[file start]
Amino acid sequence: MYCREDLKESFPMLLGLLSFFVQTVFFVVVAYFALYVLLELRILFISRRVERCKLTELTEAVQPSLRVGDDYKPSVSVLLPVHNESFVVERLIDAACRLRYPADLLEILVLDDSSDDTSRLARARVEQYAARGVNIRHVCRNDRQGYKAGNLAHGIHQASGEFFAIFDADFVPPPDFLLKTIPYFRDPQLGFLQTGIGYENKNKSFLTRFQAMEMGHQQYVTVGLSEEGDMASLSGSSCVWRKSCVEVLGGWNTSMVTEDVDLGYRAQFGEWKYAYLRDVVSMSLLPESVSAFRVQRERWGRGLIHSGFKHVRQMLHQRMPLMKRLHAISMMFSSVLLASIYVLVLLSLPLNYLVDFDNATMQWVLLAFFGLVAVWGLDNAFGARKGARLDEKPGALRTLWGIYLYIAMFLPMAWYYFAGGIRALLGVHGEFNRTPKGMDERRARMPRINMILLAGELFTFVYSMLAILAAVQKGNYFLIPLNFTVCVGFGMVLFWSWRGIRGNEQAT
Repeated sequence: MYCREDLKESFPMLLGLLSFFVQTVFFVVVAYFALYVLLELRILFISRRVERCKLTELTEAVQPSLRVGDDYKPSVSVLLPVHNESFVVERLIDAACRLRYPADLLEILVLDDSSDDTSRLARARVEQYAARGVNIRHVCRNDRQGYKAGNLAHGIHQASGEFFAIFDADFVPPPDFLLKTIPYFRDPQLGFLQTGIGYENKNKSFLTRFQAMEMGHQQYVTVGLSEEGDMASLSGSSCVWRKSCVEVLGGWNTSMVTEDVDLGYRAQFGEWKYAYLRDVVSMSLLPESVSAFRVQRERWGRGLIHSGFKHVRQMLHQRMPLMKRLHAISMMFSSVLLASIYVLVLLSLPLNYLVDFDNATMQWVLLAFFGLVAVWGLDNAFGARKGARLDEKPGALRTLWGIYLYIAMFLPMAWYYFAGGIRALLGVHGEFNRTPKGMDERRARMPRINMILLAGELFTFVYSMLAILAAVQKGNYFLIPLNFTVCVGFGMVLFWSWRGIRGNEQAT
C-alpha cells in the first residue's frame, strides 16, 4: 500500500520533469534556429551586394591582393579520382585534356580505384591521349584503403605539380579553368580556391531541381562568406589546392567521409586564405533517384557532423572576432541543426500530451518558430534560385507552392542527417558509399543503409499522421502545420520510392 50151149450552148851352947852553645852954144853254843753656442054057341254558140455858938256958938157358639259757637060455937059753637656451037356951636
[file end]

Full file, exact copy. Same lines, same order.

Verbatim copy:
Amino acid sequence: MYCREDLKESFPMLLGLLSFFVQTVFFVVVAYFALYVLLELRILFISRRVERCKLTELTEAVQPSLRVGDDYKPSVSVLLPVHNESFVVERLIDAACRLRYPADLLEILVLDDSSDDTSRLARARVEQYAARGVNIRHVCRNDRQGYKAGNLAHGIHQASGEFFAIFDADFVPPPDFLLKTIPYFRDPQLGFLQTGIGYENKNKSFLTRFQAMEMGHQQYVTVGLSEEGDMASLSGSSCVWRKSCVEVLGGWNTSMVTEDVDLGYRAQFGEWKYAYLRDVVSMSLLPESVSAFRVQRERWGRGLIHSGFKHVRQMLHQRMPLMKRLHAISMMFSSVLLASIYVLVLLSLPLNYLVDFDNATMQWVLLAFFGLVAVWGLDNAFGARKGARLDEKPGALRTLWGIYLYIAMFLPMAWYYFAGGIRALLGVHGEFNRTPKGMDERRARMPRINMILLAGELFTFVYSMLAILAAVQKGNYFLIPLNFTVCVGFGMVLFWSWRGIRGNEQAT
Repeated sequence: MYCREDLKESFPMLLGLLSFFVQTVFFVVVAYFALYVLLELRILFISRRVERCKLTELTEAVQPSLRVGDDYKPSVSVLLPVHNESFVVERLIDAACRLRYPADLLEILVLDDSSDDTSRLARARVEQYAARGVNIRHVCRNDRQGYKAGNLAHGIHQASGEFFAIFDADFVPPPDFLLKTIPYFRDPQLGFLQTGIGYENKNKSFLTRFQAMEMGHQQYVTVGLSEEGDMASLSGSSCVWRKSCVEVLGGWNTSMVTEDVDLGYRAQFGEWKYAYLRDVVSMSLLPESVSAFRVQRERWGRGLIHSGFKHVRQMLHQRMPLMKRLHAISMMFSSVLLASIYVLVLLSLPLNYLVDFDNATMQWVLLAFFGLVAVWGLDNAFGARKGARLDEKPGALRTLWGIYLYIAMFLPMAWYYFAGGIRALLGVHGEFNRTPKGMDERRARMPRINMILLAGELFTFVYSMLAILAAVQKGNYFLIPLNFTVCVGFGMVLFWSWRGIRGNEQAT
C-alpha cells in the first residue's frame, strides 16, 4: 500500500520533469534556429551586394591582393579520382585534356580505384591521349584503403605539380579553368580556391531541381562568406589546392567521409586564405533517384557532423572576432541543426500530451518558430534560385507552392542527417558509399543503409499522421502545420520510392 50151149450552148851352947852553645852954144853254843753656442054057341254558140455858938256958938157358639259757637060455937059753637656451037356951636